Our team answers homeowner questions every weekend on WCCO 830 AM from 9:00 am-10:00 am. Have your most pressing home improvement questions addressed by calling or texting 651-989-9226. Here’s the must-know information our COO, Andy Lindus, shared on 8.31.19.
Summer storms an hail can wreak havoc on homes throughout the Twin Cities and Western Wisconsin. Navigating home insurance claims can be a tedious process, making it imperative that you take special care to partner with an insurance company that offers a policy that is reflective of your needs. A good rule of thumb is that you can remember the jingle of the insurance company, you’re unlikely to enjoy their claims process. Oftentimes an independent insurance agent is the best professional to work with because they can solicit multiple quotes to find the policy that’s going to be best for your needs. Be sure you understand the ins and outs of your policy line by line so that in the event you do need to make a claim, you have a clear understanding of what is covered and what is not. An advantage of working with a smaller insurance company is that they rarely have catastrophe teams and take a more personalized approach.
Why You Should Be Wary Of Storm Chasing Contractors
Working with a trusted, local storm damage contractor to restore your home is also a critical component in long-term job satisfaction. Storm chasing contractors that just show up at your door promising a swift resolution often don’t finish the project. In the event that they do, work is often subpar and needs attention within a few years. However, it’s unlikely that a storm chasing contractor will return to your area to fix issues they created, such as roof leaks and dry rot. These issues are not immediately detectable and can cost thousands of dollars to fix. Sadly, even a sign from a local construction company in your yard to signal you’ve already chosen a contractor does not deter storm chasing contractors from attempting to solicit business. They often utilize vague contingency contracts that homeowners sign without understanding that they are forced to work with the contractor in the event their insurance company deems there is damage.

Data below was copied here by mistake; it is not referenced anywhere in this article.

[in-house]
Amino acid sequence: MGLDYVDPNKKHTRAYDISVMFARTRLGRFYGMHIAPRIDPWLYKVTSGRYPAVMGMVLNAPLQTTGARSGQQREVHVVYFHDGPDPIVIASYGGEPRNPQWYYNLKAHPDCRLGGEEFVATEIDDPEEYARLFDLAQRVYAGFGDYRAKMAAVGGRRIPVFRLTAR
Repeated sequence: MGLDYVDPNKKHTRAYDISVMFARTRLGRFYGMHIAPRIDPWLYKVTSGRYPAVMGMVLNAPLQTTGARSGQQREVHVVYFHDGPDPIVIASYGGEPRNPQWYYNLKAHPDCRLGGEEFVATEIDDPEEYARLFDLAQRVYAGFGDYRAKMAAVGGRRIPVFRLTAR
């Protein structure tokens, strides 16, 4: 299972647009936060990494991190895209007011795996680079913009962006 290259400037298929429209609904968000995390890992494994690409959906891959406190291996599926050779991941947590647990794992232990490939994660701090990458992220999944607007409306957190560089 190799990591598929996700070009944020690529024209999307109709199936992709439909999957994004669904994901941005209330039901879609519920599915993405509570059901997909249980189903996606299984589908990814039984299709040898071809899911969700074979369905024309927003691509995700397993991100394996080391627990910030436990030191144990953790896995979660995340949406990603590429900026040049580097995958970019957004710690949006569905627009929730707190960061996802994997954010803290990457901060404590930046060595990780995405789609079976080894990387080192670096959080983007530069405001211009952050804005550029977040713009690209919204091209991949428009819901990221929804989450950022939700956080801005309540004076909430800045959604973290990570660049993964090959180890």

Do Your Research On Storm Damage Restoration Contractors
It’s worth taking the time to interview several storm damage contractors to ensure that you’ve got a good fit for your project. Prior to partnering with a contractor, check out their online reviews on watchdog sites such as the Better Business Bureau. It’s also wise to take a first-hand look at the storm repair contractor’s newly installed jobs, as well as those from a few years back to see how it stands the test of time. Inspectors from the city you live in can also verify if they’ve encountered issues with the storm damage repair contractor you’re considering partnering with. While seasoned pros tend to have longer lead times, their craftsmanship and expertise are almost always worth the wait.
Here’s What You Need to Know About Restoring Your Home After a Storm:
Storm Repair Tips For Siding
Home siding often needs the attention of a storm damage repair company after hail has occurred. A siding material that offers the ultimate peace of mind is LP® SmartSide® prefinished in Diamond Kote®. In addition to aesthetics, Diamond Kote® also offers durability, particularly compared with other pre-finishing products which can scratch easily. Diamond Kote® has a 35-year warranty, which also includes fading.
Bonus: Prepare Your Home Exterior For Winter
Many homeowners are already cringing at the threats of the upcoming winter being even more tumultuous than prior years. Homeowners that have experienced ice dams or attic frost should connect with a reputable home improvement company now to have their attic’s insulation and ventilation evaluated. Putting this off can risk the inability to render the services of an expert contractor, as they tend to book up quickly. Be wary of any contractor that offers heat coils as a long-term solution, as they should be looked at only as temporary fix that creates a channel for water to exit the roof.